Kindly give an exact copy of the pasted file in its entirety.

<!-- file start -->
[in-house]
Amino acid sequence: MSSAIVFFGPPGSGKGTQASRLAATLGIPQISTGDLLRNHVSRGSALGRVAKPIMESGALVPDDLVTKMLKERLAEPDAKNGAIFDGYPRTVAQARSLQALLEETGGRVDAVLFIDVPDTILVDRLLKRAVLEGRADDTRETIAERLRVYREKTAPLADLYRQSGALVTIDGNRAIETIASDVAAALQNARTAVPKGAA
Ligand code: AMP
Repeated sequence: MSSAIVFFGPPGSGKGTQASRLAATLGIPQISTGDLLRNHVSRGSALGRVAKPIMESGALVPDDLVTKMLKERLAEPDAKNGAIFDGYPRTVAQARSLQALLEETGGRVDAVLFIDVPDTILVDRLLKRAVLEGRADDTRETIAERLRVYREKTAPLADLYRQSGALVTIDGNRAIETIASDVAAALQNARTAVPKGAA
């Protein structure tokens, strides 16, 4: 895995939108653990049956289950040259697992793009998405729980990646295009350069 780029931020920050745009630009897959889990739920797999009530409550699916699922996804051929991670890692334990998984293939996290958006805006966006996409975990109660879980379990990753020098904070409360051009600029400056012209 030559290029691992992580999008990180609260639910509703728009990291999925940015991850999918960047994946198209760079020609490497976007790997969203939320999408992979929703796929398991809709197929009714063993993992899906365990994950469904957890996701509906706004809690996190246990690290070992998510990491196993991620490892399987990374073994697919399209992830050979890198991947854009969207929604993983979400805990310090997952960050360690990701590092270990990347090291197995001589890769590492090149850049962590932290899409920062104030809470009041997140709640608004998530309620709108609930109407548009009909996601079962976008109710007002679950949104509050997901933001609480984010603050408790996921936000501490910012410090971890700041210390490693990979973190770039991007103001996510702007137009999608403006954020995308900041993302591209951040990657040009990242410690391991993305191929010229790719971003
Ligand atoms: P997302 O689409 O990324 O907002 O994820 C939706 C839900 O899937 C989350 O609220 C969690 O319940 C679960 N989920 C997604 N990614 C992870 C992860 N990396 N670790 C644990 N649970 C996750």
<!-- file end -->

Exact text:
[in-house]
Amino acid sequence: MSSAIVFFGPPGSGKGTQASRLAATLGIPQISTGDLLRNHVSRGSALGRVAKPIMESGALVPDDLVTKMLKERLAEPDAKNGAIFDGYPRTVAQARSLQALLEETGGRVDAVLFIDVPDTILVDRLLKRAVLEGRADDTRETIAERLRVYREKTAPLADLYRQSGALVTIDGNRAIETIASDVAAALQNARTAVPKGAA
Ligand code: AMP
Repeated sequence: MSSAIVFFGPPGSGKGTQASRLAATLGIPQISTGDLLRNHVSRGSALGRVAKPIMESGALVPDDLVTKMLKERLAEPDAKNGAIFDGYPRTVAQARSLQALLEETGGRVDAVLFIDVPDTILVDRLLKRAVLEGRADDTRETIAERLRVYREKTAPLADLYRQSGALVTIDGNRAIETIASDVAAALQNARTAVPKGAA
């Protein structure tokens, strides 16, 4: 895995939108653990049956289950040259697992793009998405729980990646295009350069 780029931020920050745009630009897959889990739920797999009530409550699916699922996804051929991670890692334990998984293939996290958006805006966006996409975990109660879980379990990753020098904070409360051009600029400056012209 030559290029691992992580999008990180609260639910509703728009990291999925940015991850999918960047994946198209760079020609490497976007790997969203939320999408992979929703796929398991809709197929009714063993993992899906365990994950469904957890996701509906706004809690996190246990690290070992998510990491196993991620490892399987990374073994697919399209992830050979890198991947854009969207929604993983979400805990310090997952960050360690990701590092270990990347090291197995001589890769590492090149850049962590932290899409920062104030809470009041997140709640608004998530309620709108609930109407548009009909996601079962976008109710007002679950949104509050997901933001609480984010603050408790996921936000501490910012410090971890700041210390490693990979973190770039991007103001996510702007137009999608403006954020995308900041993302591209951040990657040009990242410690391991993305191929010229790719971003
Ligand atoms: P997302 O689409 O990324 O907002 O994820 C939706 C839900 O899937 C989350 O609220 C969690 O319940 C679960 N989920 C997604 N990614 C992870 C992860 N990396 N670790 C644990 N649970 C996750």